Towards the end of that semester, after making like ₦20,000 in profit, I came back to the hostel one fateful day, checked my locker and noticed that all the money I had been saving up was gone! Stolen! I was shocked! That ₦20,000 profit was like 10 days of hard work. I cursed the person with all the horrible things I could think of. I believe my curses worked because the person I suspected of stealing the money ended up having bad things happen to her. 

After the incident, I took a break from selling to mourn before getting back into it again. By the end of that semester, I made like ₦12,000 in profit. If that person did not steal my money, I would have made a lot more.

Oh, I’m so sorry

Yeah, thank you. It’s all in the past, so I’m over it.

The selling of shawarma and going about almost the whole day, did that not affect your academics?

No, I still had a 5.0 GPA that semester. I only sold shawarma at night. I usually started around 7-8 pm when people finished from class and rounded up at about 10-11 pm.

At CU, we were not allowed to cook food; it was either you bought food at the cafeteria, or you cooked noodles with your electric kettle (and even that wasn’t so legal). After a stressful day of class, people that were too tired to go through the stress of buying food were my customers.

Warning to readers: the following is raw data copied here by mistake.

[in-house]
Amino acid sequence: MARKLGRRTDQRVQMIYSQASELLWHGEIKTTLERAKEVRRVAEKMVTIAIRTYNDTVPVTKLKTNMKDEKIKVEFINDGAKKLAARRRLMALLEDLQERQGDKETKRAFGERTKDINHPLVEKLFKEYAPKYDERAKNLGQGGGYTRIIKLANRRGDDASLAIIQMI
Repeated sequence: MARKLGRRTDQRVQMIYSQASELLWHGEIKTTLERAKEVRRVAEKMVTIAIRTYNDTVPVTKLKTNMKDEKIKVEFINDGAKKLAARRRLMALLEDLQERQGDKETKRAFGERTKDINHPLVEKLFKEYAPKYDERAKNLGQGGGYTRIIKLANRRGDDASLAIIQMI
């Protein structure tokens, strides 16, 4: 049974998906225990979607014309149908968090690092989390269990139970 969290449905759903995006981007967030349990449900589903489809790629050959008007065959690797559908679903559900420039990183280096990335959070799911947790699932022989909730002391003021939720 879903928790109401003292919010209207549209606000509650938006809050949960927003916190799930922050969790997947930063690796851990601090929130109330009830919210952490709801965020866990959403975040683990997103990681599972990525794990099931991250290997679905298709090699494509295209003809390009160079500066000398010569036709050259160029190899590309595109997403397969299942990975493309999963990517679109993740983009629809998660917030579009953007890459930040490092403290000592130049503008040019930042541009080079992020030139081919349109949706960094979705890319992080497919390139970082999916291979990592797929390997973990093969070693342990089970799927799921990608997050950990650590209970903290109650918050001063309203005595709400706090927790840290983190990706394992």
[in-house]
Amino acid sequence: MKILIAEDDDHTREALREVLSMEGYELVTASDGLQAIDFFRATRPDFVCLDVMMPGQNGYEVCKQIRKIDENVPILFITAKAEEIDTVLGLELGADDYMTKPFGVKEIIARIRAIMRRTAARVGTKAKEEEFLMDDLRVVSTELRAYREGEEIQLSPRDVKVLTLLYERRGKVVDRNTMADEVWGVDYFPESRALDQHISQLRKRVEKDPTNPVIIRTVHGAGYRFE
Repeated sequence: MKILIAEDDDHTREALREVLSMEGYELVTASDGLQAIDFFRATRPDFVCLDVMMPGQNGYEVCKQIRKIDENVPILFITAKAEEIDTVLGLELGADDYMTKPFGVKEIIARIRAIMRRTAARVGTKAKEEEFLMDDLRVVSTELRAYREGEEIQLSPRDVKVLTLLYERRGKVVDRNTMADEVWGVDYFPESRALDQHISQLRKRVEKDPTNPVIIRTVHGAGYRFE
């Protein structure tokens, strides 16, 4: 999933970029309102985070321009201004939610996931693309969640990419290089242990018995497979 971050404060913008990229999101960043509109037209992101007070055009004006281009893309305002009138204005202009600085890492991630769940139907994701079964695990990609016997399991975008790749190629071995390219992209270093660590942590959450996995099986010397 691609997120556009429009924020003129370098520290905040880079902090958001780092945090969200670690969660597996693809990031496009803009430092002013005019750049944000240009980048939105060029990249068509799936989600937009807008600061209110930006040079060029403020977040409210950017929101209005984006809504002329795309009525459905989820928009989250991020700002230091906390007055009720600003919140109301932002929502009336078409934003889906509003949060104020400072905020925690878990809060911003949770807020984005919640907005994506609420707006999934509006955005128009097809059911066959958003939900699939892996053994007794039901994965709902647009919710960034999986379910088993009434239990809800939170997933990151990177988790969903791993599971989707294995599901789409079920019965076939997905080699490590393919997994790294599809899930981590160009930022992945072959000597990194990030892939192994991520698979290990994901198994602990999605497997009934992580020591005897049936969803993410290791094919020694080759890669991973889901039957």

So, what course did you study at the  university?


So, how did you find it?

It was easy, to be honest. I already loved Maths and Bookkeeping, and it came to me naturally, although there were challenging parts. Then again, it might be that hindsight is making me romanticise the journey. I think it was a good decision, though. I finished with a good CGPA and graduated best in my department and college, so I guess I didn’t do too badly. 

Towards the end of my undergraduate, I realised that it was boring. I wanted to do something more interactive with people then I found Finance. During the summer break between 300 and 400 level, I got an internship in a Development Finance Institution. And in my final year, I applied to Loughborough University to do a Master’s in Finance and Investment. That was how I went from Accounting to Finance.